• 66. Defining/setting operation safe limit Setting the above in a process system could reasonably prevent process deviation that could lead to major accident. DM
  • 67. Roles of Employers: Management of Change -MOC Change Is Defined As “Any Modification to Process Chemicals, Technology, Equipment, Procedures, or to the Personnel Running the Facility” • Establish and Implement Written Procedures to Manage Changes (Except for “Replacement in-Kind”) to Process Chemicals, Technology, Equipment, and Procedures, and Change to Facilities • Types of Changes: - Installing Bypasses or Rerouting the Flow of the Process - Changes in the Chemicals Used - Changes in the Process parameter - Installing Temporary Leak Repairs, clamps, fittings etc... -- Employers are expected to have an MOC Program in place to effectively monitor, track and implement all changes. DM
  • 68. Roles of Employers Emergency Planning and Response • Establishes a Plan and Management System for Responding to Emergencies • Addresses Procedures for Emergency Shutdown of Equipment • Addresses Procedures for Emergency Notification, and Evacuation • Should Include Hypothetical Drills DM
  • 69. Roles of Employers Compliance Audits • Requires That the Other Elements of PSM Are Audited at Least Every Three Years for Compliance, Implementation, and Effectiveness • Verifies That Operating and Maintenance Procedures and Training Are Adequate, Up-to-Date, and are being followed • Requires That the Last two Audits Be Kept on File DM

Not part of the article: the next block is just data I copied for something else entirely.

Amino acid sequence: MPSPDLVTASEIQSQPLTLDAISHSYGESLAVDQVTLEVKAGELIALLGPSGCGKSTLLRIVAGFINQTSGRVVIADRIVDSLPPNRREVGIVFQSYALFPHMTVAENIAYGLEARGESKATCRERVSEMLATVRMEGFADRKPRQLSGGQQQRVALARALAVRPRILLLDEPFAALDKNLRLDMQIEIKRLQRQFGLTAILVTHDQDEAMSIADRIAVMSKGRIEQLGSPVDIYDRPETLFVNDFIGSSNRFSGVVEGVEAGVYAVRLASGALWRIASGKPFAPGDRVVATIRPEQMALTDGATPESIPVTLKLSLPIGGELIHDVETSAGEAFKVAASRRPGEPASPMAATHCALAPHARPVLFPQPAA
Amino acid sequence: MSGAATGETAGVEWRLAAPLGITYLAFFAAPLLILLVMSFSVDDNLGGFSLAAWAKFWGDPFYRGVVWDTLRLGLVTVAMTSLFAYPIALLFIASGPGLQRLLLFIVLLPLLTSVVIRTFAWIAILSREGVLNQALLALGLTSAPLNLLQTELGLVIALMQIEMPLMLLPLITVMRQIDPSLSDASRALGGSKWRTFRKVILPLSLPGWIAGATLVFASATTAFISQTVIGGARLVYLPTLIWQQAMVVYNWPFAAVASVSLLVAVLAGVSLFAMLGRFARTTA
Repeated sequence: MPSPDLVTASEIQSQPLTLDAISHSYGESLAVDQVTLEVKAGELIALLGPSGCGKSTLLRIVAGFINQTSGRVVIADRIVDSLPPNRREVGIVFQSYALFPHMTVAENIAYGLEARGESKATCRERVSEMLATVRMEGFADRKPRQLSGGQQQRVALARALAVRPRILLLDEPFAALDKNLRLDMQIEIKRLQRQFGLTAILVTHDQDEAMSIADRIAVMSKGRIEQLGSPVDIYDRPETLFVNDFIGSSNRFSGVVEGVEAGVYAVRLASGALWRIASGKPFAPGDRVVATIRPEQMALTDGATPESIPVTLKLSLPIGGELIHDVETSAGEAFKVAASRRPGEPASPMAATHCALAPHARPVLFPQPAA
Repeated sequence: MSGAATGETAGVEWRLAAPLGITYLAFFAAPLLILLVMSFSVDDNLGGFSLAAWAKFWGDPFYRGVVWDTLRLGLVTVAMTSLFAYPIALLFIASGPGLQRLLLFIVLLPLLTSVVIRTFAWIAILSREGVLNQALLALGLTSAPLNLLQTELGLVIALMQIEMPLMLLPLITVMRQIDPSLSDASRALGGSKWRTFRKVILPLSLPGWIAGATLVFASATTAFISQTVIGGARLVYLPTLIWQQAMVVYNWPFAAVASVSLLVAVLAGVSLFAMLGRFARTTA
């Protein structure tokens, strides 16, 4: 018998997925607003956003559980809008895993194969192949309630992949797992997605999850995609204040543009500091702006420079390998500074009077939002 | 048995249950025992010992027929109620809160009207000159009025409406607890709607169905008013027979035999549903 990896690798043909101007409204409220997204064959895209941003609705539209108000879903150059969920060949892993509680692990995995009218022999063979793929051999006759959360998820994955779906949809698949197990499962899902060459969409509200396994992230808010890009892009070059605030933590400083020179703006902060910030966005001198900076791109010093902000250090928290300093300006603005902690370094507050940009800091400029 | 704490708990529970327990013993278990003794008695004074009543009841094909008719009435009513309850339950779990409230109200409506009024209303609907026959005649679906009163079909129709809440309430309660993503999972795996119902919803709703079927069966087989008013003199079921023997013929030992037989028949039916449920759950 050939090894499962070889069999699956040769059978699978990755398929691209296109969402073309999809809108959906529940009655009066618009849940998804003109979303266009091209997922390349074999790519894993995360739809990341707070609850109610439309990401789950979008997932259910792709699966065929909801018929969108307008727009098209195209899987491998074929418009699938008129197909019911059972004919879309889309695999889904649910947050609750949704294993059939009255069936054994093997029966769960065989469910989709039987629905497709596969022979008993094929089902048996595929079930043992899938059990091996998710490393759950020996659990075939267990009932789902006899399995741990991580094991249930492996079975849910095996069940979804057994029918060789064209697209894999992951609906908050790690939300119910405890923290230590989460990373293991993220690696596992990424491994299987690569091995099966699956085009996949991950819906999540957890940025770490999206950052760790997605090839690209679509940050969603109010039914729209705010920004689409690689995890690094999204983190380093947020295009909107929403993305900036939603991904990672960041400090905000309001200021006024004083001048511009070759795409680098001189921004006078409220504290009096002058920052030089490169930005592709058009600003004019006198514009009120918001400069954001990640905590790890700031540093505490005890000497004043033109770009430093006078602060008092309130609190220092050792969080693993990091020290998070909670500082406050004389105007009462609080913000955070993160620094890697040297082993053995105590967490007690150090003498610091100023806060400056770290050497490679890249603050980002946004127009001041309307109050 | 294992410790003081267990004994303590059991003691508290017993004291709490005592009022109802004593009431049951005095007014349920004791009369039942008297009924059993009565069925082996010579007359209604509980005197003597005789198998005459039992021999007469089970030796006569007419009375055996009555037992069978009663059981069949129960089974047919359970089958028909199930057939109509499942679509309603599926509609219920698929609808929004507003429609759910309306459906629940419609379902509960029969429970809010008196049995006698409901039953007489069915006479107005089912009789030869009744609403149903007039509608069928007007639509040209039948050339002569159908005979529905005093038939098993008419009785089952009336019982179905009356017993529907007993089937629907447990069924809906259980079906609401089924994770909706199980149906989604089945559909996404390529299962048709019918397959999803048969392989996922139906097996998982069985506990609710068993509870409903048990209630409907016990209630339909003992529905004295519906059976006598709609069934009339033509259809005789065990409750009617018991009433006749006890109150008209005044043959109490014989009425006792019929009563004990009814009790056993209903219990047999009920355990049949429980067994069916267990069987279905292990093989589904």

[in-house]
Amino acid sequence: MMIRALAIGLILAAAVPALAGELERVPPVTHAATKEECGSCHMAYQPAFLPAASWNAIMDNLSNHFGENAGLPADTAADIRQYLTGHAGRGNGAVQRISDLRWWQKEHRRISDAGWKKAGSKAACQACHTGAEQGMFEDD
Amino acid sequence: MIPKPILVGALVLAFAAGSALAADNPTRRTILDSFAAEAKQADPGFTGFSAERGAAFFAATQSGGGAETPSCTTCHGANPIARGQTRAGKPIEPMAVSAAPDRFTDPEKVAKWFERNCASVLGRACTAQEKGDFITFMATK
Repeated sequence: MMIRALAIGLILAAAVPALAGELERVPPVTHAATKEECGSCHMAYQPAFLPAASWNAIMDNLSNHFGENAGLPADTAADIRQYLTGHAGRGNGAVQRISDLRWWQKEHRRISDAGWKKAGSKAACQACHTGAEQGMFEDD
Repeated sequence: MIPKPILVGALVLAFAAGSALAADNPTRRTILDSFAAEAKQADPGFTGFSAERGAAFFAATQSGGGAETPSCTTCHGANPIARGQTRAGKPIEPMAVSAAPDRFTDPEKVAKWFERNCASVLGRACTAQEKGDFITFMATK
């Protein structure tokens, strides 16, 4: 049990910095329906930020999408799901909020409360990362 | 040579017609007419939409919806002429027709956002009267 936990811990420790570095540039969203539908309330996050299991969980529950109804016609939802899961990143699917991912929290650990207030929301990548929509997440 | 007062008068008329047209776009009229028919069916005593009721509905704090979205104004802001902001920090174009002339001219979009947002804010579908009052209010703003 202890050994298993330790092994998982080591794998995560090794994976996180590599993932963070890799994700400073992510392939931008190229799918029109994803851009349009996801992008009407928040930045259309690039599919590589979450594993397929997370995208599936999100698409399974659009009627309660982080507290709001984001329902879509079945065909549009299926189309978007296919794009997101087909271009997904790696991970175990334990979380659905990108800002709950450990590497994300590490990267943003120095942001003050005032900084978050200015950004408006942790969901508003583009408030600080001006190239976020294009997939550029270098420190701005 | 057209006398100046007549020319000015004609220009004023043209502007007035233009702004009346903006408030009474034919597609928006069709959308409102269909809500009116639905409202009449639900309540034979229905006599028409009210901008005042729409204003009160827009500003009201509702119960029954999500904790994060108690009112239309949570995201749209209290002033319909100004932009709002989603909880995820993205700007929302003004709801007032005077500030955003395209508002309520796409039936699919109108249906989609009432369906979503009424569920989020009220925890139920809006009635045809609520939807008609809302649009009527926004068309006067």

• 70. Process Safety Performance Indicators-PSPI employers shall establish suitable PSPI Operational controls Lagging Indicators • • Identify challenges to integrity Select the lowest detectable event –(breach of process control envelope) e.g.: –Overfilling –Overpressure –Over temp –Low flow –Excessive corrosion • Set indicator at the earliest point of deviation Leading Indicators Critical operator Actions to: • set process controls/operating envelope correctly • take remedial action if process deviation from operating envelope • routine operation control – monitoring actions • Inspection and maintenance of process control instruments and alarms DM
  • 71. AUDITS Role of Employers shall conduct PSM compliance audit to; • Verify That there is PSM Program in place. • Verify That the Program Is Effective (Quality). • Verify That the Program Is Communicated to All Employees. The above is usually done by Reviewing of Procedures and Conducting Employee Interviews DM
  • 72. Leading and lagging indicators set to detect defects in important risk control systems DM
  • 73. Setting tolerances A tolerance should be set for each leading indicator. This represents the point at which deviation in performance should be flagged up for attention of senior management. For example, for a leading indicator, ‘percentage of overdue safety critical maintenance actions’ DM
  • 74. Roles of Employees Basically, much of PSM responsibilities rely on employers to provide effective and quality PSM program through top management staff/ line managers. However, employees are obliged to adhere strictly to laid down PSM programs. e.g monitoring of process equipment to prevent process deviations, Carryout Preventive Maintenance as at when due etc DM